Kenyan settlers were a colony of mostly hard-working farming communities. The exception were the Happy Valley lot, a group of exiles and black sheep gathered from two continents to party in the warm tropical sun, far from the disapproving eyes of their families and society in general. While the farmers toiled with new crops and new farming techniques, the Happy Valley settlers partied.
The scandalous murder of Lord Erroll uncovered the adulterous world of a small group of mostly European settlers, drink, drugs, orgies, wife-swapping, multiple marriages and divorces. In a colony trying to entice further investment from England, this type of behaviour was not the image they wanted.
But the murder of Lord Erroll, the premier Scottish peer, who had carried the Kind George’s train at his coronation – this was something to big to sweep under the carpet. An investigation was set in motion that would expose Kenyan society to disapproval, tarnish the reputation of the settlers, and end forever the idyllic life led at Happy Valley.
If you want the chronological story, read the books. But there are so many fascinating tangents, so many fascinating people, so many stories….these are the rabbit holes I want to look into.
In 1984, when I should have been studying for my senior school exams, I was reading a book called White Mischief about the unsolved murder of the adulterous Earl of Erroll in Kenya at the height of World War II.
One chapter entitled “The fastest gun in the Gare du Nord” caught my attention. This was the story of Alice Silverthorne de Janze de Trafford, a Jazz Age American heiress with a troubled story, who along with her husband, a French Comte, was friends with Erroll and his wife Idina (nee Sackville, daughter of Earl de la Warr). Alice was also, with Idina’s knowledge, Erroll’s mistress for over two decades.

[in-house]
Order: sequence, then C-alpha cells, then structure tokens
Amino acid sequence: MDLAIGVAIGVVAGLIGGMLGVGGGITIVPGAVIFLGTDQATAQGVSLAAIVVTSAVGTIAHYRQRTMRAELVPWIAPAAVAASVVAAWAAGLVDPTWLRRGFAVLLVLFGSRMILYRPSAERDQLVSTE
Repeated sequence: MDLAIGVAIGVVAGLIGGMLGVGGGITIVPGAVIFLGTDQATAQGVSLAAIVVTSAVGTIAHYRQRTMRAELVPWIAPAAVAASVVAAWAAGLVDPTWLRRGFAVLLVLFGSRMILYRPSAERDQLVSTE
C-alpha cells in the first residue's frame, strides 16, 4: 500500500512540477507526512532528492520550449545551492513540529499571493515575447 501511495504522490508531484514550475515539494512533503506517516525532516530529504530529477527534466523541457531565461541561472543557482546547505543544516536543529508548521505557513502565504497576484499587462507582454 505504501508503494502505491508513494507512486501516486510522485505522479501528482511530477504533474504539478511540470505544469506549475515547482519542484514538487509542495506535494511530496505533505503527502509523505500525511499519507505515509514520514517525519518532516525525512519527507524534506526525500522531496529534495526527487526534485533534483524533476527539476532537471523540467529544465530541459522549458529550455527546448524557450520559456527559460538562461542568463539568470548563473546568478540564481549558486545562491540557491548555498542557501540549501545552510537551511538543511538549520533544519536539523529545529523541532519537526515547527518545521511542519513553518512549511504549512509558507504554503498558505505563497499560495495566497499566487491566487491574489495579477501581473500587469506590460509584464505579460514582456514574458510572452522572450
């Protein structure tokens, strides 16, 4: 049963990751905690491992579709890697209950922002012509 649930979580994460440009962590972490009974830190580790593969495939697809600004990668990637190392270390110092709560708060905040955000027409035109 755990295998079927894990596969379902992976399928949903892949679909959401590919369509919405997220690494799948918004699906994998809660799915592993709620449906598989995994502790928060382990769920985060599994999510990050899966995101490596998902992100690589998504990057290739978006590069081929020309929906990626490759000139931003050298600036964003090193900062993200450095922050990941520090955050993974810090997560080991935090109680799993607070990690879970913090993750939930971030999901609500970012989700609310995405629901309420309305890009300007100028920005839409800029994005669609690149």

Alice was best known at the time however, as the woman who shot her lover Raymond de Trafford, in the Gare du Nord in Paris, then five years later married him, and it was this part of the story that stayed with me. What sort of woman can shoot a man and still convince him to marry her?
Fast forward to 1999 and I was on bed rest with a high-risk pregnancy, and bored, bored, bored. Surfing the net was one of the few things I could safely do. After exhausting the multiple birth sites and scaring myself with the possibilities of what could go wrong, I turned instead to the genealogy websites, and, having exhausted my own family, started researching Alice.
At first this was quite difficult but as more and more resources started being available on the net, a fascinating story emerged of a complex woman struggling with her psychological inheritance in a world where there were few rules that could not be broken.
This led to a journey of over a decade and brought me into contact with some interesting people whose lives were intimately or tangentially affected by Alice and her story.
This is the story of that journey, of the people who helped along the way, the clues that led to understanding, or sometimes led to more puzzles, the tangents too obscure to include in a biography, but ultimately as fascinating as Alice’s story itself, her friends and family whose lives were as interesting and complex as Alice’s.
For Alice, was a product of her times, of her family and her friends and of the lands that her adventurous spirit took her to. The tragedy that befell her was both of her own making and also predestined by her personality, upbringing and the tragedies that befell her.
And I fell in love with Alice’s story.